Somehow the letter ended up on the floor next to my desk. I didn’t bother to move it for months.
I looked at it every day, and every day it smiled at me, that hand-drawn, trademark face peeking from the torn envelope.
“Dear Paul,” it began.
The return address was scribbled with pride in the top left corner. The letter was written the same way, on the back of a used piece of paper, an appraisal of a home, if I recall. The man didn’t like to waste.
“Thanks so much for sharing the experience with me,” it went on. “I still can’t believe it.”
It ended with his signature, and his signature smiley face.
David Swehla, you see, was a smiley face everywhere he went. I hate that word, was.
The 1954 Sterling High School graduate died Tuesday in a car accident on U.S. 30. He returned home, like he promised me he would on the August afternoon when our paths collided in Portland, Ore., during the Little League Softball World Series.
He said he was coming to take care of his mother’s house. She had died almost a year earlier.
David, 72, left Sterling decades ago, settling in the Northwest after traveling the world. He raised two sons and two daughters.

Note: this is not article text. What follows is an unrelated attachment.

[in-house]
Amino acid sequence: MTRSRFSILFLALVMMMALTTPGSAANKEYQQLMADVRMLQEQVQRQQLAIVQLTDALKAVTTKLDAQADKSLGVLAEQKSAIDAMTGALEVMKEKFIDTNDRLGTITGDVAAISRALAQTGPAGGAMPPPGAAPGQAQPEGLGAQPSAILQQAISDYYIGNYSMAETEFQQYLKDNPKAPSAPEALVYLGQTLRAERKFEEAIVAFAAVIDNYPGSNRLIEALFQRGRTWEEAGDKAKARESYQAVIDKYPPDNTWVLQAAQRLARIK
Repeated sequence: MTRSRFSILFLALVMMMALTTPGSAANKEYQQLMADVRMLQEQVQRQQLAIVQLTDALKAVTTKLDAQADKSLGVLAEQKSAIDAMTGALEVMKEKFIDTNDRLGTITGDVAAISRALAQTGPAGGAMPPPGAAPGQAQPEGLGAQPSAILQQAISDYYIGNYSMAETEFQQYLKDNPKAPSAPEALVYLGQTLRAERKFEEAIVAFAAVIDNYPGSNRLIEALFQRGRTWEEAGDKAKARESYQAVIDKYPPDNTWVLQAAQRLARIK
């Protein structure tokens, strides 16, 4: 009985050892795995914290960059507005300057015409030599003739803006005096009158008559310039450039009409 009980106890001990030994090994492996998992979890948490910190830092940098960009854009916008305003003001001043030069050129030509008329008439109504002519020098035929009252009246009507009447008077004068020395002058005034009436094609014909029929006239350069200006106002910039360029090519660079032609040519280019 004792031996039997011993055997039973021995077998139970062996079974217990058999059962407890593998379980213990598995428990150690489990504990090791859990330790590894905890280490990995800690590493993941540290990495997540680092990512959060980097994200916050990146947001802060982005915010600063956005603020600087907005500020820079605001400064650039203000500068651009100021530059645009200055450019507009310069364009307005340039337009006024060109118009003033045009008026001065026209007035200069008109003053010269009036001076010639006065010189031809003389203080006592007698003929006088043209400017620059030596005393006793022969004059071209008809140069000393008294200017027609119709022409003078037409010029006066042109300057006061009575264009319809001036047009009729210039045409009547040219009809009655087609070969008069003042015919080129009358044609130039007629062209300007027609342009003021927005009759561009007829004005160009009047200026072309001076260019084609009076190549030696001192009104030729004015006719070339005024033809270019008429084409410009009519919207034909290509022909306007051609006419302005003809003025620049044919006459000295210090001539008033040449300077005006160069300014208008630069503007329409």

He put his roots down in far-away soil. But Sterling never left David Swehla.
When he found out Sterling was coming to him last August, to the series at Alpenrose Field, the retired teacher was beside himself with joy.
“It’s the first time in a long time the little boy in me has come out to play,” he told me.
He wasn’t lying. By the end of the series, he’d lost his voice. But not his enthusiasm.
He’d rise every morning and write cheers for the team of 11- and 12-year-old girls who called his home home. He’d arrive at the ballpark and put those cheers to use. He became a fan-favorite himself.
He made more friends than he knows during those days last summer, not because he treated every Sterling fan to cookies during one game, but because he treated them to him.
He was sad when the World Series ended, when Sterling was going back to Sterling and he was going back to normal at his Tigard, Ore., home.
“What am I going to do with my afternoons now?” he asked me.
He presented gifts to all the girls after their final game, which resulted in a third-place finish. He felt like part of home again.
The gifts were simple place mats with inspirational messages scribbled in that handwriting I became so familiar with.
There were e-mails, too, though he preferred to write. There were invites to dinner when he was to arrive in town. Offers to crash at his place and to be a tour guide should I ever return Portland.
He gave me a place mat, too. The laminated map of Oregon is covered by his words. And, of course, his smiley face. I have it in my basement.
I never did get that dinner with him. Time to take that mat out and have a meal with my friend from Sterling.